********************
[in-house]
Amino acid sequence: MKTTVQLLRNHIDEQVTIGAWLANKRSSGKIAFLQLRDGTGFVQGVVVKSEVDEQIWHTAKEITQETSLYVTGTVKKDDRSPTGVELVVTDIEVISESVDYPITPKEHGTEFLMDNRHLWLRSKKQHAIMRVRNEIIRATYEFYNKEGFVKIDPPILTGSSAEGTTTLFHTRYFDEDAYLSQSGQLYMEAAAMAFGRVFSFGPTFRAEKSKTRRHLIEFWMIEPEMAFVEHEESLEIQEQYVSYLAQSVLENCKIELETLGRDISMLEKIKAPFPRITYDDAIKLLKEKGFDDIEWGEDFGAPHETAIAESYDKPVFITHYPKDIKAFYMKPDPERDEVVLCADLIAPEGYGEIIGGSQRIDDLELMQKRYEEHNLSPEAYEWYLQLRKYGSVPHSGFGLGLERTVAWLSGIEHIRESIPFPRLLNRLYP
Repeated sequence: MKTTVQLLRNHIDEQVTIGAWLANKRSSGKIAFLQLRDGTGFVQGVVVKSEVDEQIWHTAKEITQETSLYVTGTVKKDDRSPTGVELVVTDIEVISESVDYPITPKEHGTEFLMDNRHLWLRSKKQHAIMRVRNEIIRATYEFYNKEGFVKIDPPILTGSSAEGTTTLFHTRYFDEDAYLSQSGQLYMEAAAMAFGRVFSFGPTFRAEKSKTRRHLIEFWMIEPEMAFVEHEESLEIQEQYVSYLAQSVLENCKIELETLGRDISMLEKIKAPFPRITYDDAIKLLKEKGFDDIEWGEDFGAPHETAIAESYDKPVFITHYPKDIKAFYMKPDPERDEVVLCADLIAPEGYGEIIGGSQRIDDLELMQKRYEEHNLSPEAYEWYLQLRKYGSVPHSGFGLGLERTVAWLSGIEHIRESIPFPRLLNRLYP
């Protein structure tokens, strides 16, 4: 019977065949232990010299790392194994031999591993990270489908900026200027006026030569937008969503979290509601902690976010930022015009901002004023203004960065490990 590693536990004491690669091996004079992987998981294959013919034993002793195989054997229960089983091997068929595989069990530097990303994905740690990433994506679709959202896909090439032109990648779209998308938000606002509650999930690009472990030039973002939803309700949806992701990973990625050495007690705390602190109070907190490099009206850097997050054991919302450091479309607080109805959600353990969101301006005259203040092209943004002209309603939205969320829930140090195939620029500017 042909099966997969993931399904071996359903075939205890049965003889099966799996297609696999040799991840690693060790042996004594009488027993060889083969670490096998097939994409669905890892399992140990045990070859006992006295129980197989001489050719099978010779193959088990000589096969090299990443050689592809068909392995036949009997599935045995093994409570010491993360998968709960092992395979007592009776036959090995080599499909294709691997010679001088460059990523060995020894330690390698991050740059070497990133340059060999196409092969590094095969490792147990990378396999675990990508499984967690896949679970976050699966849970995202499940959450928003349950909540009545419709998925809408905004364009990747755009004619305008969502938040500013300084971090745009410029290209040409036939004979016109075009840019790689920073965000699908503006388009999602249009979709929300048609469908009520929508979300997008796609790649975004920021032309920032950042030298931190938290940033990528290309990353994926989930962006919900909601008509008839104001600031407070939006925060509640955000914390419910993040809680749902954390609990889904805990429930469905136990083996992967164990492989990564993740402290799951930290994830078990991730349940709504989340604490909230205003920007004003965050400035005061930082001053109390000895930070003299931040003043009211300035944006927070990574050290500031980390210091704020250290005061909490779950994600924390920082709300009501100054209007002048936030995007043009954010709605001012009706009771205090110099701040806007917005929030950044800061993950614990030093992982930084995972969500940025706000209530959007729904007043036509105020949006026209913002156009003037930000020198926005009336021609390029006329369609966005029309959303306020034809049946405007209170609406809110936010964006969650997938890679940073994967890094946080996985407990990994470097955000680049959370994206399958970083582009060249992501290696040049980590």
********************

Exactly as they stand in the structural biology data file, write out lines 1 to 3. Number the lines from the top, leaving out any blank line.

[in-house]
Amino acid sequence: MKTTVQLLRNHIDEQVTIGAWLANKRSSGKIAFLQLRDGTGFVQGVVVKSEVDEQIWHTAKEITQETSLYVTGTVKKDDRSPTGVELVVTDIEVISESVDYPITPKEHGTEFLMDNRHLWLRSKKQHAIMRVRNEIIRATYEFYNKEGFVKIDPPILTGSSAEGTTTLFHTRYFDEDAYLSQSGQLYMEAAAMAFGRVFSFGPTFRAEKSKTRRHLIEFWMIEPEMAFVEHEESLEIQEQYVSYLAQSVLENCKIELETLGRDISMLEKIKAPFPRITYDDAIKLLKEKGFDDIEWGEDFGAPHETAIAESYDKPVFITHYPKDIKAFYMKPDPERDEVVLCADLIAPEGYGEIIGGSQRIDDLELMQKRYEEHNLSPEAYEWYLQLRKYGSVPHSGFGLGLERTVAWLSGIEHIRESIPFPRLLNRLYP
Repeated sequence: MKTTVQLLRNHIDEQVTIGAWLANKRSSGKIAFLQLRDGTGFVQGVVVKSEVDEQIWHTAKEITQETSLYVTGTVKKDDRSPTGVELVVTDIEVISESVDYPITPKEHGTEFLMDNRHLWLRSKKQHAIMRVRNEIIRATYEFYNKEGFVKIDPPILTGSSAEGTTTLFHTRYFDEDAYLSQSGQLYMEAAAMAFGRVFSFGPTFRAEKSKTRRHLIEFWMIEPEMAFVEHEESLEIQEQYVSYLAQSVLENCKIELETLGRDISMLEKIKAPFPRITYDDAIKLLKEKGFDDIEWGEDFGAPHETAIAESYDKPVFITHYPKDIKAFYMKPDPERDEVVLCADLIAPEGYGEIIGGSQRIDDLELMQKRYEEHNLSPEAYEWYLQLRKYGSVPHSGFGLGLERTVAWLSGIEHIRESIPFPRLLNRLYP